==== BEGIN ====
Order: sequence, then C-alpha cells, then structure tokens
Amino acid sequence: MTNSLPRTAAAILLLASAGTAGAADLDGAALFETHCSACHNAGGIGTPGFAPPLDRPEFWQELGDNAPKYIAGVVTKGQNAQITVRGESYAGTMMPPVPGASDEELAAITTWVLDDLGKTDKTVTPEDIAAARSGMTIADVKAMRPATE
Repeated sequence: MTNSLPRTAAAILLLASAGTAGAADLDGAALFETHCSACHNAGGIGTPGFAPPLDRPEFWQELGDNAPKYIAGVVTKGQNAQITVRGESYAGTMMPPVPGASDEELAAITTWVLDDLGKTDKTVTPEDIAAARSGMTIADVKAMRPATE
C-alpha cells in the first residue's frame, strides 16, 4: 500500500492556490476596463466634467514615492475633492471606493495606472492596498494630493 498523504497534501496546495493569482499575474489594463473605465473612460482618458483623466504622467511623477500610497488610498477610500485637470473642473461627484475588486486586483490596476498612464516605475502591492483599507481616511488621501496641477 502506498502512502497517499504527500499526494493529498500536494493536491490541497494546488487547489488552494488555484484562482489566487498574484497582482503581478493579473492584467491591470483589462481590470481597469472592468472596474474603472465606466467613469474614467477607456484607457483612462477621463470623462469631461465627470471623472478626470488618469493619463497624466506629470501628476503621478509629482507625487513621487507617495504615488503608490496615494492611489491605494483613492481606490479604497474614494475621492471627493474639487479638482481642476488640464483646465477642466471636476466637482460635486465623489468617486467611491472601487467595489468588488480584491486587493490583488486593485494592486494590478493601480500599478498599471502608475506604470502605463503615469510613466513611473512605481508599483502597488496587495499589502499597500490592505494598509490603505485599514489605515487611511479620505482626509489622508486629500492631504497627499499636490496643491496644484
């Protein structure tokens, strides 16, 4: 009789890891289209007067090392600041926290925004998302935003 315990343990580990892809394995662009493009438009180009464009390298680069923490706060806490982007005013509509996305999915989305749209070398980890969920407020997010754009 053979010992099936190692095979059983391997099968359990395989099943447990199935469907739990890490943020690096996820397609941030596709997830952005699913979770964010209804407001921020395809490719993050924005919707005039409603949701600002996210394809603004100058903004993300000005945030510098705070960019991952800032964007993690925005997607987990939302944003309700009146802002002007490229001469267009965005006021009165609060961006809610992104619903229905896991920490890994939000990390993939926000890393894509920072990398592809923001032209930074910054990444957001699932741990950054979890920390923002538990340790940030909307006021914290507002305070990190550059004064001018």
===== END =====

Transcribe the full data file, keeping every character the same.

Order: sequence, then C-alpha cells, then structure tokens
Amino acid sequence: MTNSLPRTAAAILLLASAGTAGAADLDGAALFETHCSACHNAGGIGTPGFAPPLDRPEFWQELGDNAPKYIAGVVTKGQNAQITVRGESYAGTMMPPVPGASDEELAAITTWVLDDLGKTDKTVTPEDIAAARSGMTIADVKAMRPATE
Repeated sequence: MTNSLPRTAAAILLLASAGTAGAADLDGAALFETHCSACHNAGGIGTPGFAPPLDRPEFWQELGDNAPKYIAGVVTKGQNAQITVRGESYAGTMMPPVPGASDEELAAITTWVLDDLGKTDKTVTPEDIAAARSGMTIADVKAMRPATE
C-alpha cells in the first residue's frame, strides 16, 4: 500500500492556490476596463466634467514615492475633492471606493495606472492596498494630493 498523504497534501496546495493569482499575474489594463473605465473612460482618458483623466504622467511623477500610497488610498477610500485637470473642473461627484475588486486586483490596476498612464516605475502591492483599507481616511488621501496641477 502506498502512502497517499504527500499526494493529498500536494493536491490541497494546488487547489488552494488555484484562482489566487498574484497582482503581478493579473492584467491591470483589462481590470481597469472592468472596474474603472465606466467613469474614467477607456484607457483612462477621463470623462469631461465627470471623472478626470488618469493619463497624466506629470501628476503621478509629482507625487513621487507617495504615488503608490496615494492611489491605494483613492481606490479604497474614494475621492471627493474639487479638482481642476488640464483646465477642466471636476466637482460635486465623489468617486467611491472601487467595489468588488480584491486587493490583488486593485494592486494590478493601480500599478498599471502608475506604470502605463503615469510613466513611473512605481508599483502597488496587495499589502499597500490592505494598509490603505485599514489605515487611511479620505482626509489622508486629500492631504497627499499636490496643491496644484
């Protein structure tokens, strides 16, 4: 009789890891289209007067090392600041926290925004998302935003 315990343990580990892809394995662009493009438009180009464009390298680069923490706060806490982007005013509509996305999915989305749209070398980890969920407020997010754009 053979010992099936190692095979059983391997099968359990395989099943447990199935469907739990890490943020690096996820397609941030596709997830952005699913979770964010209804407001921020395809490719993050924005919707005039409603949701600002996210394809603004100058903004993300000005945030510098705070960019991952800032964007993690925005997607987990939302944003309700009146802002002007490229001469267009965005006021009165609060961006809610992104619903229905896991920490890994939000990390993939926000890393894509920072990398592809923001032209930074910054990444957001699932741990950054979890920390923002538990340790940030909307006021914290507002305070990190550059004064001018």